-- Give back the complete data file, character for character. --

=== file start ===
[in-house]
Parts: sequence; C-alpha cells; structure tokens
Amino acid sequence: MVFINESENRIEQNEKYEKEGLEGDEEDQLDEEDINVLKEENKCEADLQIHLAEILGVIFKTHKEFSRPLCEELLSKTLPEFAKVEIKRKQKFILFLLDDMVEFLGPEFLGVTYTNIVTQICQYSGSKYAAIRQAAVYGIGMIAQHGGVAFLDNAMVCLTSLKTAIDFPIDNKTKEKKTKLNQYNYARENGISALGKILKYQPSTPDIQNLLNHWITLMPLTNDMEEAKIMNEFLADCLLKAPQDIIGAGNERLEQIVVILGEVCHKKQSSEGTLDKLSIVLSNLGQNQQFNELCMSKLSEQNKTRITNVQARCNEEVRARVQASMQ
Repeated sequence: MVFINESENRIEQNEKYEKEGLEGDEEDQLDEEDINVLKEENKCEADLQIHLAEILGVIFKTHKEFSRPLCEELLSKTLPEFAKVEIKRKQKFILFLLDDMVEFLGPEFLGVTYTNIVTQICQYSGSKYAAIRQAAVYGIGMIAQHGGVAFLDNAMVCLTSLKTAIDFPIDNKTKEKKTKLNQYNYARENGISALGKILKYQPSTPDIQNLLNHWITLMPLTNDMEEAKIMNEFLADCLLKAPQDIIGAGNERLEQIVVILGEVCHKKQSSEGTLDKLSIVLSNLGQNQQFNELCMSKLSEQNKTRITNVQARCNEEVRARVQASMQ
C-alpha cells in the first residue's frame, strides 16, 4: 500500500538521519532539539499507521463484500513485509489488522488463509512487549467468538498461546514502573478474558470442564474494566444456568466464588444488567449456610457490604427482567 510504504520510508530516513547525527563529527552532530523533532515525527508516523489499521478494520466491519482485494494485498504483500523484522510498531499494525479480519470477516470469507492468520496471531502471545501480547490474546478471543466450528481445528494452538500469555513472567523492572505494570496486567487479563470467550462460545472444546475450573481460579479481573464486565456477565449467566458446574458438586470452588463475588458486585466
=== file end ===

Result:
[in-house]
Parts: sequence; C-alpha cells; structure tokens
Amino acid sequence: MVFINESENRIEQNEKYEKEGLEGDEEDQLDEEDINVLKEENKCEADLQIHLAEILGVIFKTHKEFSRPLCEELLSKTLPEFAKVEIKRKQKFILFLLDDMVEFLGPEFLGVTYTNIVTQICQYSGSKYAAIRQAAVYGIGMIAQHGGVAFLDNAMVCLTSLKTAIDFPIDNKTKEKKTKLNQYNYARENGISALGKILKYQPSTPDIQNLLNHWITLMPLTNDMEEAKIMNEFLADCLLKAPQDIIGAGNERLEQIVVILGEVCHKKQSSEGTLDKLSIVLSNLGQNQQFNELCMSKLSEQNKTRITNVQARCNEEVRARVQASMQ
Repeated sequence: MVFINESENRIEQNEKYEKEGLEGDEEDQLDEEDINVLKEENKCEADLQIHLAEILGVIFKTHKEFSRPLCEELLSKTLPEFAKVEIKRKQKFILFLLDDMVEFLGPEFLGVTYTNIVTQICQYSGSKYAAIRQAAVYGIGMIAQHGGVAFLDNAMVCLTSLKTAIDFPIDNKTKEKKTKLNQYNYARENGISALGKILKYQPSTPDIQNLLNHWITLMPLTNDMEEAKIMNEFLADCLLKAPQDIIGAGNERLEQIVVILGEVCHKKQSSEGTLDKLSIVLSNLGQNQQFNELCMSKLSEQNKTRITNVQARCNEEVRARVQASMQ
C-alpha cells in the first residue's frame, strides 16, 4: 500500500538521519532539539499507521463484500513485509489488522488463509512487549467468538498461546514502573478474558470442564474494566444456568466464588444488567449456610457490604427482567 510504504520510508530516513547525527563529527552532530523533532515525527508516523489499521478494520466491519482485494494485498504483500523484522510498531499494525479480519470477516470469507492468520496471531502471545501480547490474546478471543466450528481445528494452538500469555513472567523492572505494570496486567487479563470467550462460545472444546475450573481460579479481573464486565456477565449467566458446574458438586470452588463475588458486585466